Marketing spend is a big deal.
How marketers approach forecasting and budgeting, marketing spend and performance, including return on investment (ROI), benchmarking, and specific Key Performance Indicators (KPIs) and metrics.
In order to win, marketers need to own the forecast and budget, and set a variety of benchmarks, continually analysing, adjusting, improving and investing.
Despite the efficiency and flexibility offered by forecasting marketing spend – and, increasingly, ‘zero-based budgeting’ – there is still a large gap between those that forecast properly and those that are just being handed budget to spend.
The report (in association with London Research) contains recommendations for businesses seeking to improve their marketing budgeting and spend, and looks at
- Forecasting and allocation,
- Evaluation and allocation,
- Performance and ROI,
- Benchmarking and attribution
Find out if you are a legend or laggard and click the download button below.
a clean slate at the beginning of the year and then monitoring performance regularly, rather than basing it on what has gone before. It is emerging as the model of choice for many firms, including Unilever and Diageo, as it allows marketing teams to think deeply about what will drive value in the year to come, instead of relying on assumptions – a risky approach in a rapidly changing market.
For this research, we designate marketing teams that are adopting best practices in the area of budgeting and associated activities as ‘Legends’ (i.e. Leaders) and their less sophisticated counterparts as ‘Loafers’ (i.e. Laggards).
Why are some marketers not taking control of their own budgets? It may be due to current internal work processes, or because some marketing teams do not want the responsibility of owning a target. It may also be that marketing departments that are very brand awareness-focused have become responsible for the ecommerce channel and are selling direct to the consumer, yet struggle to build sales and marketing forecasts.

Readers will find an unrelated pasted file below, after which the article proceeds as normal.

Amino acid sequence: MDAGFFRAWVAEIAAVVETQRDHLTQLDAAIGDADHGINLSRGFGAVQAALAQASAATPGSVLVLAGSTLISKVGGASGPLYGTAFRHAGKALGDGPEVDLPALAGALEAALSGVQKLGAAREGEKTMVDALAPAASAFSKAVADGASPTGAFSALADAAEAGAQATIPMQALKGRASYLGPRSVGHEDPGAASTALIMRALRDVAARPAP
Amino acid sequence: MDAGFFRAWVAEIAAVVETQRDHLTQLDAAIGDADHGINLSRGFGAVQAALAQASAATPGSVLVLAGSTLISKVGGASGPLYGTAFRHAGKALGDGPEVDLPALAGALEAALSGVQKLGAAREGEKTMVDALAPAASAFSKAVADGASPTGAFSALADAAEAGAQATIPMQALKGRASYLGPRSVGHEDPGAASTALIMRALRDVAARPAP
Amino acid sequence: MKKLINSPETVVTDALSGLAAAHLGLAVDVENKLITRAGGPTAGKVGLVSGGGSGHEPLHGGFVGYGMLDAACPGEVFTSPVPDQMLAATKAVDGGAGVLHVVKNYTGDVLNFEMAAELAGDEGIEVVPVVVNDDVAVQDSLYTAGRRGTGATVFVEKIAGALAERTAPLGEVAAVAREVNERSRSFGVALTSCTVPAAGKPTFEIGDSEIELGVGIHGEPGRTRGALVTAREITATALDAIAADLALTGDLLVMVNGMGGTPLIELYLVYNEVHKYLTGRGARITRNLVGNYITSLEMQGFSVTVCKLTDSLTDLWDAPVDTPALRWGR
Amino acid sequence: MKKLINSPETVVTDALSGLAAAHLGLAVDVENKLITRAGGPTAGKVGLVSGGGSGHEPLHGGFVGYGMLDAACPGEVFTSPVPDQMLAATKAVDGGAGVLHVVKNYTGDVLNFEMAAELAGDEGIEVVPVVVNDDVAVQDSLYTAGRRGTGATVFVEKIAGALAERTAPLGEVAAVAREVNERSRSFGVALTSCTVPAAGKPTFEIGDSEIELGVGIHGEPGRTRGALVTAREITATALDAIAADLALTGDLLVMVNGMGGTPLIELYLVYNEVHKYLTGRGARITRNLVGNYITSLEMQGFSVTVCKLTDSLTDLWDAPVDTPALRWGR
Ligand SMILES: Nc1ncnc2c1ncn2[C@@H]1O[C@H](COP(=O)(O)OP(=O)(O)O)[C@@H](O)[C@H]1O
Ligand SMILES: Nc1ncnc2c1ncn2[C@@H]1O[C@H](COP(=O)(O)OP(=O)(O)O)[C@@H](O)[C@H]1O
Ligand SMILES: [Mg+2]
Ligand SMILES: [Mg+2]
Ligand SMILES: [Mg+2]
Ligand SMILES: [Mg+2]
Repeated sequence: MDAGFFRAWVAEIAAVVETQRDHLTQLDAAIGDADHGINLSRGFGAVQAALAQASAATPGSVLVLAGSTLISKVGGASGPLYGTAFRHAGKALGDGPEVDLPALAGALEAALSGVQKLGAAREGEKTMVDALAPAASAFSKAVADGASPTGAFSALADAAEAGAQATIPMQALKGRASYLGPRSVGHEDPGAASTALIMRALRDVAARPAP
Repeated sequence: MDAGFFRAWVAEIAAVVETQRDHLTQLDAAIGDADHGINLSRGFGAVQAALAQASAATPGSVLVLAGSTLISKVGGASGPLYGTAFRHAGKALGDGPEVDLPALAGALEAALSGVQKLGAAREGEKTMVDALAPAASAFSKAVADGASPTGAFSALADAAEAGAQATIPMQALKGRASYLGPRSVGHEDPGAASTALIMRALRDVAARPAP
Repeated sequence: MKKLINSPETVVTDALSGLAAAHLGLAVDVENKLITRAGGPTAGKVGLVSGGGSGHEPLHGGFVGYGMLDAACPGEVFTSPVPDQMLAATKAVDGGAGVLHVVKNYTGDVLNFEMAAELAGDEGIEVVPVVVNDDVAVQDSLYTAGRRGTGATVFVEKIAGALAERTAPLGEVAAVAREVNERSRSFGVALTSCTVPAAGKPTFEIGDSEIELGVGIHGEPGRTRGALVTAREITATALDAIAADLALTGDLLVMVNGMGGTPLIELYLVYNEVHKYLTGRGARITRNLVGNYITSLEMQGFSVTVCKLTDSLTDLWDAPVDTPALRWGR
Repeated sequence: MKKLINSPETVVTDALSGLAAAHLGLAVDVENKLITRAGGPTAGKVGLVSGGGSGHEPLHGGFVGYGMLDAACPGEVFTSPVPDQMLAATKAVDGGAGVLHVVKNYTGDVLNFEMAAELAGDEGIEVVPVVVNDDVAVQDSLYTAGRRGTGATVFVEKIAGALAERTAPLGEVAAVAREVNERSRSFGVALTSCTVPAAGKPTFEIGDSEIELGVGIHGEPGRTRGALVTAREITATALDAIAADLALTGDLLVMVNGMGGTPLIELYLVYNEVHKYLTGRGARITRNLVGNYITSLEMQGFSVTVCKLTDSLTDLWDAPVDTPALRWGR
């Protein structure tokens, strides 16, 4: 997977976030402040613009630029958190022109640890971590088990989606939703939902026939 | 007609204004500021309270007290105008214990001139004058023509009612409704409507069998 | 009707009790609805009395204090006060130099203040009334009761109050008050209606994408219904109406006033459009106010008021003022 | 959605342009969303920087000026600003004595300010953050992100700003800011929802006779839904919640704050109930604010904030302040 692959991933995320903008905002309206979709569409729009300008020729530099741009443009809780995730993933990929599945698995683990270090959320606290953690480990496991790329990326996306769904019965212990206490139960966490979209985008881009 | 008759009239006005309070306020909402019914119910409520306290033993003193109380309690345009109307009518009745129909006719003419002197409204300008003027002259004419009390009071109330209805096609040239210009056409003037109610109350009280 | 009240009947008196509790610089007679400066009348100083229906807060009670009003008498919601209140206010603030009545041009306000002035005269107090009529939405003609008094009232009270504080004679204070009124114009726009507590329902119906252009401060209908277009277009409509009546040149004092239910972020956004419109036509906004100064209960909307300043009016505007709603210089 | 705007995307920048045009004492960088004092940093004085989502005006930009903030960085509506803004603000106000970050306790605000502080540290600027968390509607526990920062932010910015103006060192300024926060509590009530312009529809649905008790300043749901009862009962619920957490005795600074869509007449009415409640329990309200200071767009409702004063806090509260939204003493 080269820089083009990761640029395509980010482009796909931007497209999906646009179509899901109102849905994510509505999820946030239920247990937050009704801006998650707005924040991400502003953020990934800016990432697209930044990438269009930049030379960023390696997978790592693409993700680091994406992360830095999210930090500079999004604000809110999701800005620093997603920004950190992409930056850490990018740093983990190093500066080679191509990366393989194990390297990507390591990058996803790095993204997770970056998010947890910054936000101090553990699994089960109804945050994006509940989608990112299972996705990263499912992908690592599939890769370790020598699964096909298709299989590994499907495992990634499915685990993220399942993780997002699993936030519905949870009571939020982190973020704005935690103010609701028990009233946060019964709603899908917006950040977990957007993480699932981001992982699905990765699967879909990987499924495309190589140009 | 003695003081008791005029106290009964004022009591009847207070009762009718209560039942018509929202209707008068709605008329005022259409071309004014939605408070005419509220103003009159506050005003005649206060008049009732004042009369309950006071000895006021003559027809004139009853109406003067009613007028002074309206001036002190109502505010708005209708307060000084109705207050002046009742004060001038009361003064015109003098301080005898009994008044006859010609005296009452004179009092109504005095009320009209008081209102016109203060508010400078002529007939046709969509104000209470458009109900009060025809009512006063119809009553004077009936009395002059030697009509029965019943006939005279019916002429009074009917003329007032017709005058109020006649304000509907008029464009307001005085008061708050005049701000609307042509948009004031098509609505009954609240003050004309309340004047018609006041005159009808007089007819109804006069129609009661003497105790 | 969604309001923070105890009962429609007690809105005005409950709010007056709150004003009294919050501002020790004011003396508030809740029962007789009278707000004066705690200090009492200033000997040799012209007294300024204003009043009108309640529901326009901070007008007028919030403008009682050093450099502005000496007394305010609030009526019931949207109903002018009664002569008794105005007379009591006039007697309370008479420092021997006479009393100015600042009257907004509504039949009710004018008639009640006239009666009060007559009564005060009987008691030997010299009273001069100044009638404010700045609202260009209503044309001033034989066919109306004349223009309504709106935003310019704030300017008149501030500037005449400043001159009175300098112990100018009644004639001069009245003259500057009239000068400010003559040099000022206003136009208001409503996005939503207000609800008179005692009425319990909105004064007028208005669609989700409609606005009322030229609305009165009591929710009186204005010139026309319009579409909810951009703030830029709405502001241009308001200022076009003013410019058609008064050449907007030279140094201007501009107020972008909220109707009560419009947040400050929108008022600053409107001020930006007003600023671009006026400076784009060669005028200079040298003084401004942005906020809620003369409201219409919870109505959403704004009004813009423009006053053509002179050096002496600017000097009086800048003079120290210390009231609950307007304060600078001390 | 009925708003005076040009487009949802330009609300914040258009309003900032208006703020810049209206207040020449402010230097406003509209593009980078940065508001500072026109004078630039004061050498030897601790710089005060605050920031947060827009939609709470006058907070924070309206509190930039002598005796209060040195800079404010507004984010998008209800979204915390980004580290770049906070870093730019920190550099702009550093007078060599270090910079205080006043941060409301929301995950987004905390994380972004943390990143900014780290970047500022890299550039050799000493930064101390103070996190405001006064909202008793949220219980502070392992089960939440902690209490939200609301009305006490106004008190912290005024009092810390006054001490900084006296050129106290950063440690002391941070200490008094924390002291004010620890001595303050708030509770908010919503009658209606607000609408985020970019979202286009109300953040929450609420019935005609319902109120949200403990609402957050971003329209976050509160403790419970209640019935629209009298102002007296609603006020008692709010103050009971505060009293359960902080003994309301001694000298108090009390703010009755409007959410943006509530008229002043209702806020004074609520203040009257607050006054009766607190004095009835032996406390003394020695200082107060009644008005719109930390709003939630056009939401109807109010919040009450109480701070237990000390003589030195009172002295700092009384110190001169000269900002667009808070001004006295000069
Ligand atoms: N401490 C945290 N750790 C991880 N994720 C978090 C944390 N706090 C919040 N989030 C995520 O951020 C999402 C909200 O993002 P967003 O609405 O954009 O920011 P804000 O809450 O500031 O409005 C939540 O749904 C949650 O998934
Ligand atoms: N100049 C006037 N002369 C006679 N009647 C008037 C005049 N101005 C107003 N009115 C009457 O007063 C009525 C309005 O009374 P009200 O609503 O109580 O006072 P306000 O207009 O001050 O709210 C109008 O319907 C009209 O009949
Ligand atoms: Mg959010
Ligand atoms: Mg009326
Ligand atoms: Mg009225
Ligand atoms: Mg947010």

• 27% of Loafers never revisit their marketing forecast, while more than 90% of Legends revisit theirs more than twice during the financial year.
• 72% of Legends allocate more than 20% of their marketing budget to digital, compared with only 27% of Loafers.
• Loafers use benchmarking a lot less than Legends, who collaborate more, use published data and subscribe to a benchmarking platform.
• 55% of Loafers tend to use Google Analytics for basic metrics such as traffic volume, which is a rudimentary measurement, while Legends prefer to measure performance by using multi-channel funnels (in Google Analytics).
In the last financial year, revenue from digital channels increased by more than 10% for more than 57% of Legends, while for 46% of Loafers it remained more or less the same.
Financial officers are frustrated at the lack of commercial competence in marketing. This was evidenced in a 2014 report by Marketing Week which reported 83% of marketers were unable to quantify ROI, not only that but 49% of marketers insisted on being handed more control of the financials.
• Understand commercial objectives
• Create realistic forecasts and predictions
• Have more accurate reporting, KPIs and metrics
The role of the CMO, and in some cases Heads of Digital, has expanded to include ecommerce, marketing technology, customer experience and more accountability for sales outcomes.
More senior marketers are accountable for supporting sales channels and driving more measurable sales outcomes deeper into the sales funnel.
This report looks at some of the behaviours that characterise Legends, how forecasting can deliver greater efficiencies, and suggest how you can adopt a better approach within your organisation.